Liberia houses two-thirds of the Upper Guinean Rainforest, which has been classified as a biodiversity hotspot by global conservation groups. A biodiversity hotspot is a region that is rich in species that are native, both fauna and flora, and that is under threat of losing a majority of those species.
The Upper Guinean Rainforest is one of the most critically fragmented regions on the planet. Only approximately 12 percent of the original intact ecosystem remains. Liberia is home to many endemic species, such as the last remaining viable population of the Pygmy hippopotamus. It is also the last stronghold of forest elephants in West Africa. Logging operations have increased exponentially in the past few years, leaving approximately 60 percent of the country's forests now severely degraded.
The UN Security Council (UNSC) has been involved with Liberia since it uncovered former president Charles Taylor's role in trafficking diamonds for Sierra Leone and using those revenues to buy weapons for various rebel groups. For his role the diamond trade, Charles Taylor was charged with crimes against humanity in a Special Court for Sierra Leone. With a ban on diamonds, Taylor turned to Liberia's forests to fund the purchase of arms. Taylor doled out Liberia's forests to various logging companies and often money from the logging operations was used to purchase arms and mercenaries fueling civil war in Liberia. Under serious political pressure from the U.S. and the rest of the world, Taylor fled Liberia in 2003 seeking refuge in nearby Nigeria. With Taylor out of power a transitional government was set up to ready Liberia for general elections in 2005.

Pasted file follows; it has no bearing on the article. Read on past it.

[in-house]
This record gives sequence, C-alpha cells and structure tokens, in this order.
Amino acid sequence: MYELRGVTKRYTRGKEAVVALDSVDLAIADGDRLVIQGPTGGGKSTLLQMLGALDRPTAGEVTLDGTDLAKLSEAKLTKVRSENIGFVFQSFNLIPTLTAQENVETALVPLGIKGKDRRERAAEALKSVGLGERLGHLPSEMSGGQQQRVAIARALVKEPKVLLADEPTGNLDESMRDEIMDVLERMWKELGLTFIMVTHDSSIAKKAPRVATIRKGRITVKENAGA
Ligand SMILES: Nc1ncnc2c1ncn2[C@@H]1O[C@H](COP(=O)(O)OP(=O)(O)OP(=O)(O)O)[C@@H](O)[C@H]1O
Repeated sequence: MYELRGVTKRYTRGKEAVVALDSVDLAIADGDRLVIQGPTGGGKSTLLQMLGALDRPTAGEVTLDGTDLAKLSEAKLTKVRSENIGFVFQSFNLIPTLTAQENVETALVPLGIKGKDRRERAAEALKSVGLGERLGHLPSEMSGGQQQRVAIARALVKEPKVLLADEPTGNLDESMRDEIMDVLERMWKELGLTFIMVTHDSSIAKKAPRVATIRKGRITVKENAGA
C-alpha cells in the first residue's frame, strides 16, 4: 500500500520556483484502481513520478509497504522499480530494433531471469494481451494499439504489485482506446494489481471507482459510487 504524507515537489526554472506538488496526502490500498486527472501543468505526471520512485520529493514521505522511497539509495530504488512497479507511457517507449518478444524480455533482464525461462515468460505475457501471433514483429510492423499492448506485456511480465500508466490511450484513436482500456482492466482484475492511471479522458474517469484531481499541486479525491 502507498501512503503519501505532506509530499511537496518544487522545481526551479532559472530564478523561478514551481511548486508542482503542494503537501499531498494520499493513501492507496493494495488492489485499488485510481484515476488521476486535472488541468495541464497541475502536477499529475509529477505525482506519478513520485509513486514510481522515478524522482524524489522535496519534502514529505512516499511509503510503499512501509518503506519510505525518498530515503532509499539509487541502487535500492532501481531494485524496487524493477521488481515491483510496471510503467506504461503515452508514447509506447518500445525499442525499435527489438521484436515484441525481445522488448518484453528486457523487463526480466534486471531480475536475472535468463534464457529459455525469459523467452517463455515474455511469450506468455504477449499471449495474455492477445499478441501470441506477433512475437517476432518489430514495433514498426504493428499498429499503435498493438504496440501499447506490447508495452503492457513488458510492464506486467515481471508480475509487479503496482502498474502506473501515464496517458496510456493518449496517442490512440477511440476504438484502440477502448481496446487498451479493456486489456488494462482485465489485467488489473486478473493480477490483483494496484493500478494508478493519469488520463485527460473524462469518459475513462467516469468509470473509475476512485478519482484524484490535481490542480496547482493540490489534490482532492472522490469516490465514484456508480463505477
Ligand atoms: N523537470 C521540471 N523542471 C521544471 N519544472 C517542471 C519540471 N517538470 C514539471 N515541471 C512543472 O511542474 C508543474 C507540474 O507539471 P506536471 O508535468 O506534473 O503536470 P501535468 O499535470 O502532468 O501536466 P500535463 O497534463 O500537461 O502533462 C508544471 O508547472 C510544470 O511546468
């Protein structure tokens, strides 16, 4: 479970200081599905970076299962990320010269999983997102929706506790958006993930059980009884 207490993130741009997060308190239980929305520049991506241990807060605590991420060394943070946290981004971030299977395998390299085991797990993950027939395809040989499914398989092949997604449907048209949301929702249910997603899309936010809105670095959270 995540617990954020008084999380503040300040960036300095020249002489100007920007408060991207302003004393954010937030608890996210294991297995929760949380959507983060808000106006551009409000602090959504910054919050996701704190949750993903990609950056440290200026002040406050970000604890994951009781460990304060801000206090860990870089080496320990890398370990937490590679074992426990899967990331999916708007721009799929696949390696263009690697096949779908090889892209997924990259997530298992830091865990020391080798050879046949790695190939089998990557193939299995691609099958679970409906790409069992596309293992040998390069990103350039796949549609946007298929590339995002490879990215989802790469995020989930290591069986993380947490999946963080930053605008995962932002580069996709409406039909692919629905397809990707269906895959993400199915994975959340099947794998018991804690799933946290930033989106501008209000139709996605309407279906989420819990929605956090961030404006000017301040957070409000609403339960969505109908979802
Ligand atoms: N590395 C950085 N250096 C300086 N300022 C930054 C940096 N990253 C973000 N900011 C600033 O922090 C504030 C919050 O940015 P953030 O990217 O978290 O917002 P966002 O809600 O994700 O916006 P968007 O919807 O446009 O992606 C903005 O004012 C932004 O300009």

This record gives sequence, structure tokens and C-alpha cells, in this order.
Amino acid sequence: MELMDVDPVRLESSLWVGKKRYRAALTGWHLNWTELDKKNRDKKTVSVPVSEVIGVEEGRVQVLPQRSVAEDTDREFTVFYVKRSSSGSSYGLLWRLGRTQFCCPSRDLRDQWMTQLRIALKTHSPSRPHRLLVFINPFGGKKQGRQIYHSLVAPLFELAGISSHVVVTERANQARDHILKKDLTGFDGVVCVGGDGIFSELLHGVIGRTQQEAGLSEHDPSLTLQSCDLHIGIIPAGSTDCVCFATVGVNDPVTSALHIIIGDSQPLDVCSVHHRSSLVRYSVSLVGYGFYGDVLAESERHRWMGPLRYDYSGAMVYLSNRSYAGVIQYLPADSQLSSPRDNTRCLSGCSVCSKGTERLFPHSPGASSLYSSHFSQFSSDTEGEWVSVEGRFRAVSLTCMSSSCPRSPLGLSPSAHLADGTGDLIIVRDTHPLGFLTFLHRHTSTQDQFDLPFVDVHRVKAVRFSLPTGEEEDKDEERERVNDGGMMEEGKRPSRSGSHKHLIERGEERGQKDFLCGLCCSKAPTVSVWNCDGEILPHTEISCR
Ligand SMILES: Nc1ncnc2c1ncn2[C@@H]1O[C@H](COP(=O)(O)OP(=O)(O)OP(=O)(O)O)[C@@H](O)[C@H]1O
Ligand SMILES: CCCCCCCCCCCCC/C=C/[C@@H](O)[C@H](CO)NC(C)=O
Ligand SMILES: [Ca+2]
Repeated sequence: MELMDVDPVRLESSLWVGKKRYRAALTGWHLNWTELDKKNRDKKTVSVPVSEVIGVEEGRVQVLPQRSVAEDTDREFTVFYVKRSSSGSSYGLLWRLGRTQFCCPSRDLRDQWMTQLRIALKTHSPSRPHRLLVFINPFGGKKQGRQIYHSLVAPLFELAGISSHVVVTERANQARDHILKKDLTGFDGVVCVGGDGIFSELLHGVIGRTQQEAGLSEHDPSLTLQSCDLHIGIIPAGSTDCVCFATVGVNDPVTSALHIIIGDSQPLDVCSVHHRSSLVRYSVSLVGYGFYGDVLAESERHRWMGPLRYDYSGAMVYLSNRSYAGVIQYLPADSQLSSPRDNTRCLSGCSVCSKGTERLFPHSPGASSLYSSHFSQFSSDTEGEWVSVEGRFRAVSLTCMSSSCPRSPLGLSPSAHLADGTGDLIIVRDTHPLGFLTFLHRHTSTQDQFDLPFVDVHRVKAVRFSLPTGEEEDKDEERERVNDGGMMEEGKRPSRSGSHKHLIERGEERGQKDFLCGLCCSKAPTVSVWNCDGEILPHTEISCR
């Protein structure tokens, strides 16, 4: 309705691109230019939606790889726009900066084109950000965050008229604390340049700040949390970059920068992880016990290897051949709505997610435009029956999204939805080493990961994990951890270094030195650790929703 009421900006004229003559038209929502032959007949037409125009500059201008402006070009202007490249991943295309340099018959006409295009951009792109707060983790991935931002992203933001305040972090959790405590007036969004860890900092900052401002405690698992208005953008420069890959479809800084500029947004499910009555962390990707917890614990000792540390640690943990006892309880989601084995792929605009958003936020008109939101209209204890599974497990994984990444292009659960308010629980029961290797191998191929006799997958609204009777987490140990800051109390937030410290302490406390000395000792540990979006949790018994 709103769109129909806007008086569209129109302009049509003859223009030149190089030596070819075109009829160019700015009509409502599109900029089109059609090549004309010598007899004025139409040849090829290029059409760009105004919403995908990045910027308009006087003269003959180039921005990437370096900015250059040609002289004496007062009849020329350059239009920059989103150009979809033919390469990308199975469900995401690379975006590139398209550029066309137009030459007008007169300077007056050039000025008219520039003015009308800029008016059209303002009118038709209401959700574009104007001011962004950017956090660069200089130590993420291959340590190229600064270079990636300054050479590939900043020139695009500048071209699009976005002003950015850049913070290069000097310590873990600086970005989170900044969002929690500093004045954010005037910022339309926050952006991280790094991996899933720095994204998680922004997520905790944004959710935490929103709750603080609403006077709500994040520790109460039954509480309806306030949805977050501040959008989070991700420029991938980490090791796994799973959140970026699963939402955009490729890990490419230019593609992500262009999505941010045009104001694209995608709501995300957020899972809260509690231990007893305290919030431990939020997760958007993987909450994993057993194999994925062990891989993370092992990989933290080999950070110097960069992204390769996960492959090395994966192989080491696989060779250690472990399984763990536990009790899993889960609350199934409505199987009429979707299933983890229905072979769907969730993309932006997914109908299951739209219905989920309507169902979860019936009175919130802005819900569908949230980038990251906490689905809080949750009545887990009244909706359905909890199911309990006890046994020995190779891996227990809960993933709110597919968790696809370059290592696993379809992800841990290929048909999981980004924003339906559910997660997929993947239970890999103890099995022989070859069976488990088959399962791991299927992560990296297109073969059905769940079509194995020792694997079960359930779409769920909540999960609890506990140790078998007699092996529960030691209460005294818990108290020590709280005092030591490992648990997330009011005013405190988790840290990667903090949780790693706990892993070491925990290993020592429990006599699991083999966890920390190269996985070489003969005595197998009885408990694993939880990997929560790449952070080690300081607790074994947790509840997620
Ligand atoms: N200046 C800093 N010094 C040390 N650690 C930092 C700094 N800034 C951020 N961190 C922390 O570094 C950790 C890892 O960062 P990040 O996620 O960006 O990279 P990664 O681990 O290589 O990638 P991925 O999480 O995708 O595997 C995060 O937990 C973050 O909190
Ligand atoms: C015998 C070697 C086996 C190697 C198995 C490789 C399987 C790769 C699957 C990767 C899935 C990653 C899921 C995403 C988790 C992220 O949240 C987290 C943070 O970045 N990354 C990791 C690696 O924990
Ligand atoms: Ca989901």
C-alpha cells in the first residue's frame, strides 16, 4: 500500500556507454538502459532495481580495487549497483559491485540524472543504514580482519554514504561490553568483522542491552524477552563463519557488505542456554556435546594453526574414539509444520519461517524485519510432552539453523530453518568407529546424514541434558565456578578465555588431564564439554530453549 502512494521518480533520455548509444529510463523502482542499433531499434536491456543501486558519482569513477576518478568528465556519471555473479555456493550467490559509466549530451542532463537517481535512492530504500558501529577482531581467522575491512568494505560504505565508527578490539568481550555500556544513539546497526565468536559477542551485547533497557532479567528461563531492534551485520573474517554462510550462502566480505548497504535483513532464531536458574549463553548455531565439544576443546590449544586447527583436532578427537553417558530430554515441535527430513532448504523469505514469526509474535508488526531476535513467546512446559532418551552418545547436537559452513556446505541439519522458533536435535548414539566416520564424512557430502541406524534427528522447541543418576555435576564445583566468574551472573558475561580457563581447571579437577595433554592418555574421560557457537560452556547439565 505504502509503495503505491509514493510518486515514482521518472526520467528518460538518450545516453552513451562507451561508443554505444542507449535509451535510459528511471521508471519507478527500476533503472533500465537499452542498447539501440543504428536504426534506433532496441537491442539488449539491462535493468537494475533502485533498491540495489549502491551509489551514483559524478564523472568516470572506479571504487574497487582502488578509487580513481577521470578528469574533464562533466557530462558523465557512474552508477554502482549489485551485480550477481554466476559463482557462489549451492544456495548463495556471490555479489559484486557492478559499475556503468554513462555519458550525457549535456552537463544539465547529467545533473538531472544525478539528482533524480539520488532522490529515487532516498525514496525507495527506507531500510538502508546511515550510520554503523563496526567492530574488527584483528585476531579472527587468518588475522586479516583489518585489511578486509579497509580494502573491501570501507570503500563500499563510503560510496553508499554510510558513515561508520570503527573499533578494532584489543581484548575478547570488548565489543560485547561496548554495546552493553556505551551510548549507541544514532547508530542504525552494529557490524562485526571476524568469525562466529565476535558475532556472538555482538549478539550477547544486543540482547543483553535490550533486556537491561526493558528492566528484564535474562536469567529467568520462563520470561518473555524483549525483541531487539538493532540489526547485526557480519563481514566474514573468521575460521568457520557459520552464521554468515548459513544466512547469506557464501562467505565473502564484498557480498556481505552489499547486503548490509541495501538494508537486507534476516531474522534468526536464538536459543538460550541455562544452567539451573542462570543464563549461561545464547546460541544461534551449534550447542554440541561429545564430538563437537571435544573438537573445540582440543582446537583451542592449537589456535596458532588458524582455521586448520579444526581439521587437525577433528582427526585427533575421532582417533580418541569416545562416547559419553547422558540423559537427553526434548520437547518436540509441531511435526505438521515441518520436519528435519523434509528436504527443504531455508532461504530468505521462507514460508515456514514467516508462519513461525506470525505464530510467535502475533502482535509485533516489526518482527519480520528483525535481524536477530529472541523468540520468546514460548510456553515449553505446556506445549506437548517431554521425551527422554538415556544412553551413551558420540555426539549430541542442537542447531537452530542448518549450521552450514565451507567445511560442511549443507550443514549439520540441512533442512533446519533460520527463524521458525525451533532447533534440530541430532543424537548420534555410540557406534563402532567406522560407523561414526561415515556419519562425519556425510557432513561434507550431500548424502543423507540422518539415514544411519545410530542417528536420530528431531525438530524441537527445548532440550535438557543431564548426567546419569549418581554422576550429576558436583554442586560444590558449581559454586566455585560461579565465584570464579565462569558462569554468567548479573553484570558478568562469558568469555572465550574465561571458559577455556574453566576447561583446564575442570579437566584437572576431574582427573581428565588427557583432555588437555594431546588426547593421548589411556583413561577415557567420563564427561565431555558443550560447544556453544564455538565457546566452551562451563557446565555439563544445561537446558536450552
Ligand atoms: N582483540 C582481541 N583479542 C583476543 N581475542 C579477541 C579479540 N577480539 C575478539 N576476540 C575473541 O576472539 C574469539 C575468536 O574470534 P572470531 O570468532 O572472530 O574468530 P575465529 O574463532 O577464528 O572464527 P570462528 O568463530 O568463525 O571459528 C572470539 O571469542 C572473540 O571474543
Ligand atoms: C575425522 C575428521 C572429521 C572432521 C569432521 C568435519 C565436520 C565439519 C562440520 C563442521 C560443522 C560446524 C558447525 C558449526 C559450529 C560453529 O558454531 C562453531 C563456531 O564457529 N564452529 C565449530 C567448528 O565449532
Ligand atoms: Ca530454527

Since 2000, Greenpeace has repeatedly exposed the links between Liberian logging companies associated with illicit arms trading and timber traders throughout Europe and North America. Through extensive research we presented new and damning evidence to the timber industry, and blocked shipments of Liberian timber into many European ports, calling for timber companies to put an end to the trade in conflict timber.
Conflict timber has been defined by Global Witness as "timber that has been traded at some point in the chain of custody by armed groups, be they rebel factions or regular soldiers, or by a civilian administration, or its representatives, involved in armed conflict, either to perpetuate conflict or take advantage of conflict situations for personal gain."
Because of this evidence and intense campaigning by Greenpeace and Global Witness among other organizations, the UNSC agreed to impose sanctions on Liberian timber, thus ending the role of the timber trade in fueling Taylor's war machine.
These sanctions were imposed to afford the National Transitional Government of Liberia time to put in place transparent measures to ensure revenues earned from Liberian timber are used for the benefit of all the people of Liberia, and also to establish full authority and control over timber producing regions.
Greenpeace has been monitoring the situation in Liberia and supports the interim findings of a panel of experts sent to Liberia to assess the progress made towards the criteria set forth in UNSC Resolution 1521. The NTGL has as of yet established full control over the timber producing areas nor have they established full transparency in the timber industry. It is critical that Liberia be given the time necessary to establish transparency, monitoring and control over its forest sector prior to the resumption of trade.